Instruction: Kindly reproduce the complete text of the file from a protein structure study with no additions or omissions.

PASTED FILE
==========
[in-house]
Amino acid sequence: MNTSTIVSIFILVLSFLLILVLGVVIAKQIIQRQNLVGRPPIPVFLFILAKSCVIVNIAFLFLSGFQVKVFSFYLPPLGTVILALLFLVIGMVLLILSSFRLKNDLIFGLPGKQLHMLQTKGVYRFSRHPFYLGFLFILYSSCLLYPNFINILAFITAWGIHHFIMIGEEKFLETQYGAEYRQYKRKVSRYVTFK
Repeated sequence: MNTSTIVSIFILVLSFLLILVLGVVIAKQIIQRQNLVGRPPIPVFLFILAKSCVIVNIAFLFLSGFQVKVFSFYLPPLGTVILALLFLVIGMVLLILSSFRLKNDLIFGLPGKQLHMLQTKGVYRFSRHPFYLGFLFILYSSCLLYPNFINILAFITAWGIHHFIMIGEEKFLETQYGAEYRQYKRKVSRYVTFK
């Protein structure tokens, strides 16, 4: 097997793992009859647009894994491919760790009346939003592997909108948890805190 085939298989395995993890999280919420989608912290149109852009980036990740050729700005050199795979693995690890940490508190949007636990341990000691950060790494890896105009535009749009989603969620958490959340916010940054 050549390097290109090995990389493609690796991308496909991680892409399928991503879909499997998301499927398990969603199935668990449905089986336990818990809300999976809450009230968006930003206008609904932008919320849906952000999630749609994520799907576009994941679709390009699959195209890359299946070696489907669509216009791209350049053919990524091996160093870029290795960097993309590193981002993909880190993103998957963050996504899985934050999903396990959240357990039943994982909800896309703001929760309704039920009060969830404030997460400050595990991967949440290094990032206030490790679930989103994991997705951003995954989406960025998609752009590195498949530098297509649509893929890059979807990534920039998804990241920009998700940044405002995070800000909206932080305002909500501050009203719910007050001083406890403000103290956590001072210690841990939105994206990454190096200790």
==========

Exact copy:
[in-house]
Amino acid sequence: MNTSTIVSIFILVLSFLLILVLGVVIAKQIIQRQNLVGRPPIPVFLFILAKSCVIVNIAFLFLSGFQVKVFSFYLPPLGTVILALLFLVIGMVLLILSSFRLKNDLIFGLPGKQLHMLQTKGVYRFSRHPFYLGFLFILYSSCLLYPNFINILAFITAWGIHHFIMIGEEKFLETQYGAEYRQYKRKVSRYVTFK
Repeated sequence: MNTSTIVSIFILVLSFLLILVLGVVIAKQIIQRQNLVGRPPIPVFLFILAKSCVIVNIAFLFLSGFQVKVFSFYLPPLGTVILALLFLVIGMVLLILSSFRLKNDLIFGLPGKQLHMLQTKGVYRFSRHPFYLGFLFILYSSCLLYPNFINILAFITAWGIHHFIMIGEEKFLETQYGAEYRQYKRKVSRYVTFK
């Protein structure tokens, strides 16, 4: 097997793992009859647009894994491919760790009346939003592997909108948890805190 085939298989395995993890999280919420989608912290149109852009980036990740050729700005050199795979693995690890940490508190949007636990341990000691950060790494890896105009535009749009989603969620958490959340916010940054 050549390097290109090995990389493609690796991308496909991680892409399928991503879909499997998301499927398990969603199935668990449905089986336990818990809300999976809450009230968006930003206008609904932008919320849906952000999630749609994520799907576009994941679709390009699959195209890359299946070696489907669509216009791209350049053919990524091996160093870029290795960097993309590193981002993909880190993103998957963050996504899985934050999903396990959240357990039943994982909800896309703001929760309704039920009060969830404030997460400050595990991967949440290094990032206030490790679930989103994991997705951003995954989406960025998609752009590195498949530098297509649509893929890059979807990534920039998804990241920009998700940044405002995070800000909206932080305002909500501050009203719910007050001083406890403000103290956590001072210690841990939105994206990454190096200790």